While Mars doesn't have any oceans, it does have some lovely beachfront property. NASA's Curiosity rover is on its way to check out a prime vacation time-share possibility known as the Bagnold Dunes. The dunes are a dark-colored area of shifting sands and will mark a new first in planetary exploration.
"No active dunes have been visited anywhere in the solar system besides Earth," NASA notes in a press release.
The rover previously visited some small sand ripples and drifts, but not full-fledged dunes. NASA describes one of the dunes as being as tall as a two-story building and as wide as a football field. Curiosity is still hanging out in the area of Mount Sharp, a 3.4-mile-high (5.5-kilometer) peak in the Gale crater. The dunes are located along the mountain's edge.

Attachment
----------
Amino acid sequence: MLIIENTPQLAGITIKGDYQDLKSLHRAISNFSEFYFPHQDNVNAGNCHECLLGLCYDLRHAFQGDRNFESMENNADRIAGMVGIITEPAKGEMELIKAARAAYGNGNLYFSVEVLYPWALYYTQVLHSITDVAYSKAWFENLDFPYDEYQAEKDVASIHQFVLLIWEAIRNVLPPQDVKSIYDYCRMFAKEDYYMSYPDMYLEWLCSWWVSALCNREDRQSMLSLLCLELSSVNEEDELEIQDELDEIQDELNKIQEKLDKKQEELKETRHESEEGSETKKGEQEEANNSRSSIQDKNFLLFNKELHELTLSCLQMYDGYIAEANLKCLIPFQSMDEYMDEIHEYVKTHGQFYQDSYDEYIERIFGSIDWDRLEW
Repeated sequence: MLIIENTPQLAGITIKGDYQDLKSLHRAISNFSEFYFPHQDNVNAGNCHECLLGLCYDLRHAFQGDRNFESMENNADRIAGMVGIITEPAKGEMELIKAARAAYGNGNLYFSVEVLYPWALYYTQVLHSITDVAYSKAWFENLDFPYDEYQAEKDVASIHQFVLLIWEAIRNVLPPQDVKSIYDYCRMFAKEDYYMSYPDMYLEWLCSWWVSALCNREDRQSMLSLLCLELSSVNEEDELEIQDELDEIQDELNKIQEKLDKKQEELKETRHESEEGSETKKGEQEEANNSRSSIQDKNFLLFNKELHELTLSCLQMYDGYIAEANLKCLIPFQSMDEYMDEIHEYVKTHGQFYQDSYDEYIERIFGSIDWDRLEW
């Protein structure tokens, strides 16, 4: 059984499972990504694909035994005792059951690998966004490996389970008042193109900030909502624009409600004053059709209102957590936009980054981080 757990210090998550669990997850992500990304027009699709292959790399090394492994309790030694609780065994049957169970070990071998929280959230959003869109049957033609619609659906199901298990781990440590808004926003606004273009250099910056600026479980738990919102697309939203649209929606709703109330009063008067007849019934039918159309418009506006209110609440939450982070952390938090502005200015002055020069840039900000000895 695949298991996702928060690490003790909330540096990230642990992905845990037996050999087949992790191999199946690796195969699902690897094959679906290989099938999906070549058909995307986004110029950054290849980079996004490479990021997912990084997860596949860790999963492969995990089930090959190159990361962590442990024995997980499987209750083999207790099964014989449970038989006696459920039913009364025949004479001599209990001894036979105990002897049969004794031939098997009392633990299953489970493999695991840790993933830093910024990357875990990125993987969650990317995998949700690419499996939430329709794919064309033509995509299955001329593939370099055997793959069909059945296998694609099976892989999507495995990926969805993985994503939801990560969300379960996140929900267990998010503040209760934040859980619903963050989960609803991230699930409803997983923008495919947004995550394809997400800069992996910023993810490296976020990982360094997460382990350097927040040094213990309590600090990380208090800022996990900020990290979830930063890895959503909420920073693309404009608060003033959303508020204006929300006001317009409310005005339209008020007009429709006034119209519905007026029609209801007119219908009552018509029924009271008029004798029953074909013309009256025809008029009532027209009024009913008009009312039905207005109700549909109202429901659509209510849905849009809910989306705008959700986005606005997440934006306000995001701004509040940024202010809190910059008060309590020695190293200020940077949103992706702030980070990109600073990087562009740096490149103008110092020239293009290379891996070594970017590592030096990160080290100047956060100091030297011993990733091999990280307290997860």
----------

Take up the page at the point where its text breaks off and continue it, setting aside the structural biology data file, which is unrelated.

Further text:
As of Monday's announcement, Curiosity was about 200 yards (183 meters) away from the dunes. It will scoop and study samples and drive over the sand to take a peek below the top layer.
"We've planned investigations that will not only tell us about modern dune activity on Mars but will also help us interpret the composition of sandstone layers made from dunes that turned into rock long ago," NASA's Bethany Ehlmann said.
Here's a fun bit of history trivia. The Bagnold Dunes are named for Brigadier Ralph Bagnold, who wrote a book called "The Physics of Blown Sand and Desert Dunes" that was originally published in 1941. It's fitting for a fascinating section of Mars to bear his name, though it's considered an informal designation.
Scientists are hoping to learn more about how the dunes form and why they have ripples that are so much bigger than those seen with dunes on Earth. Wind activity, along with the size and weight of the various mineral grains that make up the Martian dunes, could come into play. We will know a lot more once Curiosity has had a close look.